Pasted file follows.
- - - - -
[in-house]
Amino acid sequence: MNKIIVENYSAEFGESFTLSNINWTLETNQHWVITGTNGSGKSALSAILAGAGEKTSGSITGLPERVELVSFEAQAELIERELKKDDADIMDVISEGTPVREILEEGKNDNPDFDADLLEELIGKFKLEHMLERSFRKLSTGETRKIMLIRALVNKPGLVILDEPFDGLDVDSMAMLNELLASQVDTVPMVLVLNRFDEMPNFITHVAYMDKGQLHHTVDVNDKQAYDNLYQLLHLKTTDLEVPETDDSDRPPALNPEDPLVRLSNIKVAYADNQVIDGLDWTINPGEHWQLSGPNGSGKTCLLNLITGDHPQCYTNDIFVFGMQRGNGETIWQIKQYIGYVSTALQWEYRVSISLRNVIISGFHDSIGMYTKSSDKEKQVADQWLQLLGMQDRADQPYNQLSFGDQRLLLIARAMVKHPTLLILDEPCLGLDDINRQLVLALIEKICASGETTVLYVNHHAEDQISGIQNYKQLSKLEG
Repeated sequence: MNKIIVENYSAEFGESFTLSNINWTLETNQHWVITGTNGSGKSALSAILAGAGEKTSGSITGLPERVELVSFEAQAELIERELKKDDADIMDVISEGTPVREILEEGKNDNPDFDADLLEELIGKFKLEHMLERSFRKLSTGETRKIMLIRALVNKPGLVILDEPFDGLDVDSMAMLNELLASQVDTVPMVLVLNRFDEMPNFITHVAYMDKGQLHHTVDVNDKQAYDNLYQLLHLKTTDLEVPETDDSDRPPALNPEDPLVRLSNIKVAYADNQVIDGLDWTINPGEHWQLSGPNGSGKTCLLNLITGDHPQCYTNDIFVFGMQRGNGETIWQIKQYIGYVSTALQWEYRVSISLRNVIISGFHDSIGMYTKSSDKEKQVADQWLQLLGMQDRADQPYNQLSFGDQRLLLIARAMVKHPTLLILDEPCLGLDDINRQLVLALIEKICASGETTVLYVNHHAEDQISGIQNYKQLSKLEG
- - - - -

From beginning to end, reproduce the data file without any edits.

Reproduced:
[in-house]
Amino acid sequence: MNKIIVENYSAEFGESFTLSNINWTLETNQHWVITGTNGSGKSALSAILAGAGEKTSGSITGLPERVELVSFEAQAELIERELKKDDADIMDVISEGTPVREILEEGKNDNPDFDADLLEELIGKFKLEHMLERSFRKLSTGETRKIMLIRALVNKPGLVILDEPFDGLDVDSMAMLNELLASQVDTVPMVLVLNRFDEMPNFITHVAYMDKGQLHHTVDVNDKQAYDNLYQLLHLKTTDLEVPETDDSDRPPALNPEDPLVRLSNIKVAYADNQVIDGLDWTINPGEHWQLSGPNGSGKTCLLNLITGDHPQCYTNDIFVFGMQRGNGETIWQIKQYIGYVSTALQWEYRVSISLRNVIISGFHDSIGMYTKSSDKEKQVADQWLQLLGMQDRADQPYNQLSFGDQRLLLIARAMVKHPTLLILDEPCLGLDDINRQLVLALIEKICASGETTVLYVNHHAEDQISGIQNYKQLSKLEG
Repeated sequence: MNKIIVENYSAEFGESFTLSNINWTLETNQHWVITGTNGSGKSALSAILAGAGEKTSGSITGLPERVELVSFEAQAELIERELKKDDADIMDVISEGTPVREILEEGKNDNPDFDADLLEELIGKFKLEHMLERSFRKLSTGETRKIMLIRALVNKPGLVILDEPFDGLDVDSMAMLNELLASQVDTVPMVLVLNRFDEMPNFITHVAYMDKGQLHHTVDVNDKQAYDNLYQLLHLKTTDLEVPETDDSDRPPALNPEDPLVRLSNIKVAYADNQVIDGLDWTINPGEHWQLSGPNGSGKTCLLNLITGDHPQCYTNDIFVFGMQRGNGETIWQIKQYIGYVSTALQWEYRVSISLRNVIISGFHDSIGMYTKSSDKEKQVADQWLQLLGMQDRADQPYNQLSFGDQRLLLIARAMVKHPTLLILDEPCLGLDDINRQLVLALIEKICASGETTVLYVNHHAEDQISGIQNYKQLSKLEG